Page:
Deaths from prescription opioids have sharply increased in the United States. In response, the Centers for Disease Control and Prevention (CDC) recently issued recommendations for opioid prescribing for chronic pain. What’s missing from these guidelines and other public health efforts to prevent opioid misuse is information about the distribution opioid use across the population.
Researchers at the Stanford University Medical Center studied pharmacy data for privately insured adults without cancer who were enrolled for at least one year between 2001 and 2013 and filled at least one prescription for an opioid during that time. The data showed that the top 10 percent of patients accounted for the most opioid use. Further research aimed at characterizing this population, analyzing the incidence of opioid-related adverse events, and identifying approaches to reduce its use could be most effective in reducing total population-level events.
3. Low dose IVIg not effective for relieving pain in patients with moderate to severe CRPS
Treatment with two low doses of intravenous immunoglobulin (IVIg) over 6 weeks had no clinically important effect on the intensity of pain for patients with complex regional pain syndrome (CRPS), a rare posttraumatic pain condition. The results of a phase 3 randomized, controlled trial are published in Annals of Internal Medicine.
Approximately 15 percent of patients with CRPS still have symptoms one year after onset that severely impact quality of life. For these patients, prognosis is poor and drug therapy for pain relief is rarely effective. Two small trials have suggested that low-dose IVIg may improve symptoms in patients with CRPS.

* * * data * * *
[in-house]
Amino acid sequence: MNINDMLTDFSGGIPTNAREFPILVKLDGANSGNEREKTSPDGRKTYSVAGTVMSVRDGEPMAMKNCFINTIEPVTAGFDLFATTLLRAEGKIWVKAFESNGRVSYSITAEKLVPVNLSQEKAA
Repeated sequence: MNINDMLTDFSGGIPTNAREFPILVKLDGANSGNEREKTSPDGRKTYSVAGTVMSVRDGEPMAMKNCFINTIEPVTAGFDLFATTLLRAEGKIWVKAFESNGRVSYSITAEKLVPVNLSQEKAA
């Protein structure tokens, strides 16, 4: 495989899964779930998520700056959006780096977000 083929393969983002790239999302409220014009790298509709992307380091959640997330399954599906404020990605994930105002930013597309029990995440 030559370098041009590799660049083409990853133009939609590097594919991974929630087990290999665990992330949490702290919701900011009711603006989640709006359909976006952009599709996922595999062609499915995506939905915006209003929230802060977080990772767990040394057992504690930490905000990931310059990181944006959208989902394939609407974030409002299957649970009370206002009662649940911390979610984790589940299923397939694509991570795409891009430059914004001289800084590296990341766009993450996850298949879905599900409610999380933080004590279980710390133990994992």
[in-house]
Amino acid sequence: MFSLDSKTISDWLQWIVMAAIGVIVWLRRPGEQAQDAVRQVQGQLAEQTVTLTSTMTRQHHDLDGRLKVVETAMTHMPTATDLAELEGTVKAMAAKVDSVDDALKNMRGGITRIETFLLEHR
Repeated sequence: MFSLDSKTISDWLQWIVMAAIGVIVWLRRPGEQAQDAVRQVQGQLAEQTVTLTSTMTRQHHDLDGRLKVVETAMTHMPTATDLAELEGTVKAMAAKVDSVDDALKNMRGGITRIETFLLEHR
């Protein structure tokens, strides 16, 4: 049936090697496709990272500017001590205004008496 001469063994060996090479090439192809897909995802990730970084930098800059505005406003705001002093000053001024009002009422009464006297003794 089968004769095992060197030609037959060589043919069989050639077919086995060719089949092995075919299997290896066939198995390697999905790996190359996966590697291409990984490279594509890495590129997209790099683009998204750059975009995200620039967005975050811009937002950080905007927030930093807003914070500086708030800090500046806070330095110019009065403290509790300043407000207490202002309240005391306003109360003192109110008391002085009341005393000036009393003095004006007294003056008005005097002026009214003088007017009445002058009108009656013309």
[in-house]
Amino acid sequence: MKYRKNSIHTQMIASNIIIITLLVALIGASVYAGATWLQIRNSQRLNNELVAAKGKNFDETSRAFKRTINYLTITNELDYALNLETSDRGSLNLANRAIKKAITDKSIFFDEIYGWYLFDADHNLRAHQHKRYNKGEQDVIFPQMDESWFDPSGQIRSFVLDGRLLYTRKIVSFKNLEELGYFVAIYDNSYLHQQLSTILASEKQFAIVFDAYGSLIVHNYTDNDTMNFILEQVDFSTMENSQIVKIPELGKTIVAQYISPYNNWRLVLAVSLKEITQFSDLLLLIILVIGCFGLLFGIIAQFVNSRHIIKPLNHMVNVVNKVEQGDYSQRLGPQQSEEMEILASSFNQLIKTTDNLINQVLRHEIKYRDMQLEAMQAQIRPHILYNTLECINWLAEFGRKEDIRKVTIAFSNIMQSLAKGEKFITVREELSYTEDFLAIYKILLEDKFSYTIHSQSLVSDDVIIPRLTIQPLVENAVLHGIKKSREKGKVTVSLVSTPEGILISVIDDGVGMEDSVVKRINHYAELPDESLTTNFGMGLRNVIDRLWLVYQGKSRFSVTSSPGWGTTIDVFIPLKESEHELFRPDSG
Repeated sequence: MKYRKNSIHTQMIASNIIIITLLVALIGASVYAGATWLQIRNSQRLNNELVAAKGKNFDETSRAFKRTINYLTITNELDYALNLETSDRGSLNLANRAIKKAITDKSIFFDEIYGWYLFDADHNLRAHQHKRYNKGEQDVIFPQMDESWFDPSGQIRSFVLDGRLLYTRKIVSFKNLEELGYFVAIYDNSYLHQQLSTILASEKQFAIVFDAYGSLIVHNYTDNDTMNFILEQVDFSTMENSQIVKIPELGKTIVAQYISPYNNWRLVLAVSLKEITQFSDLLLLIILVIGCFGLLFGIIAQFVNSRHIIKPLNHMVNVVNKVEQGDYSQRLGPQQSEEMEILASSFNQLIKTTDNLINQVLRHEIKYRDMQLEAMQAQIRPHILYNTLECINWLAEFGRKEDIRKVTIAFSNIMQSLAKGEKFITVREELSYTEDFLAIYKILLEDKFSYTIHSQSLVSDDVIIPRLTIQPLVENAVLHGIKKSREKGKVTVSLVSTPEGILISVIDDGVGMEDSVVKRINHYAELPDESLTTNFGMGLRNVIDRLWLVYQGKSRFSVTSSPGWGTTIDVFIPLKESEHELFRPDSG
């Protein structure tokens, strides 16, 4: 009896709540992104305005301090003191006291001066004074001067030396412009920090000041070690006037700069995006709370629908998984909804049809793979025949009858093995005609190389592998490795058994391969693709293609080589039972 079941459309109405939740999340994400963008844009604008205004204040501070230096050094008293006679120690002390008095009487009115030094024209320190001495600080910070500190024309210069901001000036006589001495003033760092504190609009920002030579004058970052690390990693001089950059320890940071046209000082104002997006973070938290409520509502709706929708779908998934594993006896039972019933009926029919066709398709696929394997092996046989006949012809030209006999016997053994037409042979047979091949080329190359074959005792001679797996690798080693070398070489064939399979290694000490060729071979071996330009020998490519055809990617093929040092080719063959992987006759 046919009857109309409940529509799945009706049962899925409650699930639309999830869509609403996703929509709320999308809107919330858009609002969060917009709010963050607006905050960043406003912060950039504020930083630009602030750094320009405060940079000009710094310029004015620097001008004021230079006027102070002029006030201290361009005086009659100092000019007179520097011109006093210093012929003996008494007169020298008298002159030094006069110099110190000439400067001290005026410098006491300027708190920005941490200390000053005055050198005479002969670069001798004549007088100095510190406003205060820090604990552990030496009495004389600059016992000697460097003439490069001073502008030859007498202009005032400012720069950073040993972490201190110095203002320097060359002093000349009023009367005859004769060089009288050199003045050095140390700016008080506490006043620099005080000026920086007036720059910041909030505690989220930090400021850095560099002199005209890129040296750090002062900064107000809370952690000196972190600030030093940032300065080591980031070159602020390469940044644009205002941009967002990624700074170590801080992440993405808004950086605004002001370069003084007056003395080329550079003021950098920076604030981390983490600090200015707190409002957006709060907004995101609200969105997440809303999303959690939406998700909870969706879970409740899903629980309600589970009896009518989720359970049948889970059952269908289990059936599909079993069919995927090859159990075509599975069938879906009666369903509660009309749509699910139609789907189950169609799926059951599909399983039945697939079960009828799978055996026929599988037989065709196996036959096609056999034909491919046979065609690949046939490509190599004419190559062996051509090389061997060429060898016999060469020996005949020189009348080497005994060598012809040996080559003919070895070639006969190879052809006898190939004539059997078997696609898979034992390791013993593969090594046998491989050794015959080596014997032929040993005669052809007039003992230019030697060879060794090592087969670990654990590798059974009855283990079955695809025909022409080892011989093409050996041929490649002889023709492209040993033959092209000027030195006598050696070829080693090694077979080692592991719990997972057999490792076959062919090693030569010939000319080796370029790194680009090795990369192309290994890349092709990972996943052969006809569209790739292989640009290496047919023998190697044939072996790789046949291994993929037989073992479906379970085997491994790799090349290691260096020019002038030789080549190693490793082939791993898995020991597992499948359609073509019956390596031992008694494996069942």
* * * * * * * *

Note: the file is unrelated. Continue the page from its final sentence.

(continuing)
A team of investigators led by researchers at the Pain Research Institute, Institute of Translational Medicine at the University of Liverpool Clinical Sciences Centre sought to confirm the efficacy of low-dose IVIg in reducing CRPS pain. They identified 111 adult patients who had CRPS from 1 to 5 years. The patients were randomly assigned to receive an intervention of either IVIg, 0.5 g/kg of body weight, or visually indistinguishable placebo of 0.1 percent albumin in saline on days 1 and 22 after randomization. Pain intensity was measured daily between days 6 and 42.
Over the 6-week trial, no patient in the active group reported substantial pain reduction. No patient experienced more than 50 percent pain reduction while taking IVIg, in contradistiniction to results from earlier studies. These results suggest that alternative analgesic technologies are needed to allow treatment of CRPS.
Also in this issue:
Treatment of Type 1 Diabetes: Synopsis of the 2017 American Diabetes Association Standards of Medical Care in Diabetes
James J. Chamberlain, MD; Rita Rastogi Kalyani, MD, MHS; Sandra Leal, PharmD, MPH; Andrew S. Rhinehart, MD; Jay H. Shubrook, DO; Neil Skolnik, MD; and William H. Herman, MD, MPH
Diagnostic Reasoning: An Endangered Competency in Internal Medicine Training
Arabella L. Simpkin, MD, MMSc; Jatin M. Vyas, MD, PhD; and Katrina A. Armstrong, MD, MSCE